Early Brain and Child Development 101: Why Peekaboo Matters
For Medical Students and Residents
In medical school, we learn the science behind health and disease. How do nephrons filter blood that runs through the network of capillaries in the glomerulus, and what disease occurs when that process goes awry? How do myocytes conduct electricity, and how do aberrations in conduction lead to arrhythmias? Our understanding of early brain and child development, including how the architecture of brains develops over time and the adverse events that can occur if the expected environment is disrupted, comes from a growing body of science that explains not only brain development, but also how the brain is connected to the rest of the body. Understanding this science informs not only how we can promote health in our pediatric patients, but also how we approach problems in childhood with both mental and physical health.
The Core Concepts of Early Childhood Development:
- Experiences literally build brain architecture. The basic architecture of the brain is constructed through a process that begins early in life and continues into adulthood. Simpler circuits come first, and more complex brain circuits build on them later. In the first few years of life, more than 1 million new neural connections form every second. After this period of rapid proliferation, connections are reduced through a process called pruning, which allows brain circuits to become more efficient. Brain architecture consists of billions of connections between individual neurons across different areas of the brain. Genes provide the basic blueprint for brain architecture, but these circuits are reinforced by repeated use, and experiences influence how or whether genes are expressed Together, genes and experiences shape the quality of brain architecture and establish either a sturdy or a fragile foundation for all of the learning, health, and behavior that follow. Plasticity, or the ability for the brain to reorganize and adapt, is greatest in the first years of life and decreases with age.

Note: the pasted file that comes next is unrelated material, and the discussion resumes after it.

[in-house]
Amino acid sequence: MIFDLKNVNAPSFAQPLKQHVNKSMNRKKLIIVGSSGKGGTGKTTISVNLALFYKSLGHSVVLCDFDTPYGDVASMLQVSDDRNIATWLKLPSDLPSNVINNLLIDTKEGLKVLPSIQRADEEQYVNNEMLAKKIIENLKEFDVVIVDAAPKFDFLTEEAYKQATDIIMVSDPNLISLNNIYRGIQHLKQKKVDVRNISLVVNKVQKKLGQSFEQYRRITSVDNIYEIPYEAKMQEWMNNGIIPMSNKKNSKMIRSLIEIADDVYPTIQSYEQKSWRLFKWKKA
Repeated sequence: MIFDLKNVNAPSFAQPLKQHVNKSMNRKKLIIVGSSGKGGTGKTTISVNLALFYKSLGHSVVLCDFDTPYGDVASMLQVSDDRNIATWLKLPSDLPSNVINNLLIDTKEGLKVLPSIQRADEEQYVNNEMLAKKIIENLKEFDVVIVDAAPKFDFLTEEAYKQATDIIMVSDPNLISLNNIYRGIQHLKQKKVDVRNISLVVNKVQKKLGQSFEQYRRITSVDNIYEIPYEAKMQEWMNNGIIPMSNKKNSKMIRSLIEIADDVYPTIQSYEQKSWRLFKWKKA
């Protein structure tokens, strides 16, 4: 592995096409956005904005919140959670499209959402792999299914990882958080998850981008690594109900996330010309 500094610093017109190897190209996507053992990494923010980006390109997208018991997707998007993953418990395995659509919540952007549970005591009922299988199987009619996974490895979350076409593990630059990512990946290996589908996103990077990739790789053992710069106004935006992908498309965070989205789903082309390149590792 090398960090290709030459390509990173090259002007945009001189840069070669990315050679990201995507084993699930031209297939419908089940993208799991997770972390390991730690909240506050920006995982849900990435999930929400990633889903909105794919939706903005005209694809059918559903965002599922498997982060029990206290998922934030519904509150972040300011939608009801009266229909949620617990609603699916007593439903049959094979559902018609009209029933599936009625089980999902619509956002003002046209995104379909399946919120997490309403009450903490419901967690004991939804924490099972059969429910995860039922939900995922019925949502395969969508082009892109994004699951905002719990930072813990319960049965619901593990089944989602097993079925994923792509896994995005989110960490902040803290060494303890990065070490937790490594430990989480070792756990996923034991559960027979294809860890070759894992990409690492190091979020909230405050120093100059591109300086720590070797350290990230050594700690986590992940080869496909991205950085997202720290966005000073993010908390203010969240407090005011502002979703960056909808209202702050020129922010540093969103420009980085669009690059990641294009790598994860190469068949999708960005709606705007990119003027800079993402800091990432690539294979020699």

- Serve-and-return interaction shapes brain circuitry. One of the most essential experiences in shaping the architecture of the developing brain is “serve and return” interaction between children and significant adults in their lives. Young children naturally reach out for interaction through babbling, facial expressions, and gestures, and adults respond with the same kind of vocalizing and gesturing back at them. This back-and-forth process is fundamental to the wiring of the brain, especially in the earliest years. There is a large amount of evidence from developmental psychology about the importance of contingent, reciprocal interaction for many aspects of early childhood development. An increasing number of more recent studies, utilizing brain imaging and other new technologies, now document the impact of nurturing, supportive interaction and “sensitive caregiving” on both brain function and structure.